We run Friends of the Rumble Museum scheme is for anyone who would like to support us and stay closely in touch with our work. For £30 per year (or as much as you feel you would like to offer), Friends will receive our weekly newsletter, priority seats at our talks and events, and invitations to displays and project opening events. 
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Museum Council Visit to Wytham Woods

On Tuesday 11th May, the Year Eight Museum Council were fortunate enough to be able to visit beautiful Wytham Woods and see nesting boxes with Sam and Keith from the Edward Grey Institute team.

We heard how birds' eggshells are made of calcium which the birds get from eating snail shells, and that at a particular point, the birds are able to release the calcium they have stored to coat the egg. We saw some blue tit eggs which had been abandoned by the mother. Sometimes the mother gets the timings a bit out, and doesn't have the energy to devote to the eggs, which is why they get abandoned. We were told how climate change has caused a gradual shift in the intricately timed ecological systems which enable birds to be ready to lay their eggs, and this process now occurs two weeks earlier than before. We also found out that blue tits grew more yellow on their breasts if they had eaten more caterpillars. 
We saw a baby chick, which was recently hatched, and didn't look much like a bird at all! We also saw some blue tits flying from the boxes. We saw some mechanised feeders, which used infrared technology to ensure that only certain birds could feed from particular feeders, and heard all about the various other projects being explored and developed.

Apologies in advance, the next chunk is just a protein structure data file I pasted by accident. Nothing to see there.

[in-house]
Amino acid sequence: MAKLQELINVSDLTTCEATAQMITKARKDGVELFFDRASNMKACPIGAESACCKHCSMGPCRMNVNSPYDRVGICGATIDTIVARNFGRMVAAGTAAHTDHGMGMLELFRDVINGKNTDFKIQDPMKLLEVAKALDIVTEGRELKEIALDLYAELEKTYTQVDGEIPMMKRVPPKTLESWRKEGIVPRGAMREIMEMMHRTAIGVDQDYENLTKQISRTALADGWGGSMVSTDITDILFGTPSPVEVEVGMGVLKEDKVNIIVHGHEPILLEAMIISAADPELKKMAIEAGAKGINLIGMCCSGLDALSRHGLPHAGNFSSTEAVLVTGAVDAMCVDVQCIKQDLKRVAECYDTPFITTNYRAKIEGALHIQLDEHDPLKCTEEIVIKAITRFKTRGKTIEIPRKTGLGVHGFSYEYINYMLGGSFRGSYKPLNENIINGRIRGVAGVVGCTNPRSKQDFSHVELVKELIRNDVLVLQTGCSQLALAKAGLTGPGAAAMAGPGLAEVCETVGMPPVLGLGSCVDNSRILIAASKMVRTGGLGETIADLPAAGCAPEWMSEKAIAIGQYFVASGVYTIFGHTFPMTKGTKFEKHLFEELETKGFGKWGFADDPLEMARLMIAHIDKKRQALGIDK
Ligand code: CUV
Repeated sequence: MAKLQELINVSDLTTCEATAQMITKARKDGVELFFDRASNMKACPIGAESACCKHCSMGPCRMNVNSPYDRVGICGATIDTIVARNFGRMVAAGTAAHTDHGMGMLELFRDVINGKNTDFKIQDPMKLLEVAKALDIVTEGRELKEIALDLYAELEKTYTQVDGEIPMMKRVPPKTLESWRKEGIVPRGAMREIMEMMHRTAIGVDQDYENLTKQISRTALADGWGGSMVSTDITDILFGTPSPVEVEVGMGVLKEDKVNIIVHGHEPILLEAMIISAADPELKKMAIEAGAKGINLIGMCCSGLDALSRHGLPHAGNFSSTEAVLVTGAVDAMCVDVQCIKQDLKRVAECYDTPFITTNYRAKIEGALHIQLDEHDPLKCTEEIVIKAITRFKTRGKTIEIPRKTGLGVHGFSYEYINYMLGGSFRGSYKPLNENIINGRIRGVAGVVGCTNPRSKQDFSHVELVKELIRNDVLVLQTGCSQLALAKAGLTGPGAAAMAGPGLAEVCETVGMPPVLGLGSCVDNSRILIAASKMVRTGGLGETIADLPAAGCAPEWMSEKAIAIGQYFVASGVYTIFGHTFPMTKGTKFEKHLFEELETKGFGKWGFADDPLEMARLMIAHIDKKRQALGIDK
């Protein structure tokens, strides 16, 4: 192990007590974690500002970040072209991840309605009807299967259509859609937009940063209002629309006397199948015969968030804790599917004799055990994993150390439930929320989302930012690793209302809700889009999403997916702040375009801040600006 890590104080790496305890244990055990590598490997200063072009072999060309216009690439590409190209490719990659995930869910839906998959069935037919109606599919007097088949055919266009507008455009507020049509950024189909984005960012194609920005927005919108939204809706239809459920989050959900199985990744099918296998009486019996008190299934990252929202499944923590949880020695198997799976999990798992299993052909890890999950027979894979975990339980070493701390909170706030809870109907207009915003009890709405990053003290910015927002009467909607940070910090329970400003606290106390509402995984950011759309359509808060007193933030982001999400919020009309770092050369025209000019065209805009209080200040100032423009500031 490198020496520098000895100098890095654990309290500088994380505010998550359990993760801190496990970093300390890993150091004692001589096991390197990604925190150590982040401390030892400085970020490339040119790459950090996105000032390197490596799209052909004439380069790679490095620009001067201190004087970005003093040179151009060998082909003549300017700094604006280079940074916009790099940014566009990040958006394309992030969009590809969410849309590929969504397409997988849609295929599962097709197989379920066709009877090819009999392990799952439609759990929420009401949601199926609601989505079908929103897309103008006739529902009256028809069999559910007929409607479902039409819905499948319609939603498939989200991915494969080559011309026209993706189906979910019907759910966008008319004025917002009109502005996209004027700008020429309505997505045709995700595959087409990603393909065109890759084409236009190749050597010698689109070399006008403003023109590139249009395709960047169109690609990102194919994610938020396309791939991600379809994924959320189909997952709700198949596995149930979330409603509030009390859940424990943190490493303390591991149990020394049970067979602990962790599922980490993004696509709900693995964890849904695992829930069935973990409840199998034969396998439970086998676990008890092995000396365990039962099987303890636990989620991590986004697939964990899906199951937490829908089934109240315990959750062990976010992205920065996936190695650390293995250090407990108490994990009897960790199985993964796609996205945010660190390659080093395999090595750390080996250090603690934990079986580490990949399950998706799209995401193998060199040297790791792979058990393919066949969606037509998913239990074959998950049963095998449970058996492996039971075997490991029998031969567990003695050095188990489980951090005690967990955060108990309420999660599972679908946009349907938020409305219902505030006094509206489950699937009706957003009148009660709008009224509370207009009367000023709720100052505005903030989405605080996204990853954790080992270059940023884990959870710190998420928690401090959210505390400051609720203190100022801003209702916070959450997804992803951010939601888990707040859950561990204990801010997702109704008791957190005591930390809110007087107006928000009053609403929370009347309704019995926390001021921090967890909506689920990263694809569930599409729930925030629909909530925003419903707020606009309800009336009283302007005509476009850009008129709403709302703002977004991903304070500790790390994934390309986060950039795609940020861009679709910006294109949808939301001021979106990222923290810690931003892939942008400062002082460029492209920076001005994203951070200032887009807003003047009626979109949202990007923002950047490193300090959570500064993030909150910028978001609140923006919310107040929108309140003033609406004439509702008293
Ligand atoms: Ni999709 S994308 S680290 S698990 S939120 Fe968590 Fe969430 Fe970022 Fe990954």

Most of this took place during an atmospheric thunderstorm, which made us all a bit soggy, but created a very special experience in the woods!  

The Wytham Tit Project was set up in 1947 and involves studying great tits and blue tits. Wytham Woods was given to the University by the Ffennell family in 1942. The woods are used by scientists to research environmental changes and behaviour of different species. There are over 1000 fixed location nest boxes in the woods, and the students were able to find out more about the project, as well as to see inside some of the boxes. You can find out more about Wytham Woods here.

Exploring the Earth Museum

As part of our Year Nine Museum studies course, we were joined this week by Janet Owen, founder of the Earth Museum, who introduced us to her very unusual and exciting virtual museum project and museum. In April, the Rumble Museum will be partnering with the Earth Museum on a project to explore the stories behind one of our collections. This session was a very informative and interesting introduction to the story behind the Earth Museum.

We started by hearing a bit about how the Earth Museum came into being. The project was inspired by Janet’s many years of working in the museum and cultural heritage environment.Janet told us about her research involving the collecting journeys of Alfred Russel Wallace and Charles Darwin, as well as other travelling collectors. The artefacts they collected are now scattered in museums across the world, a long way from their original places of belonging.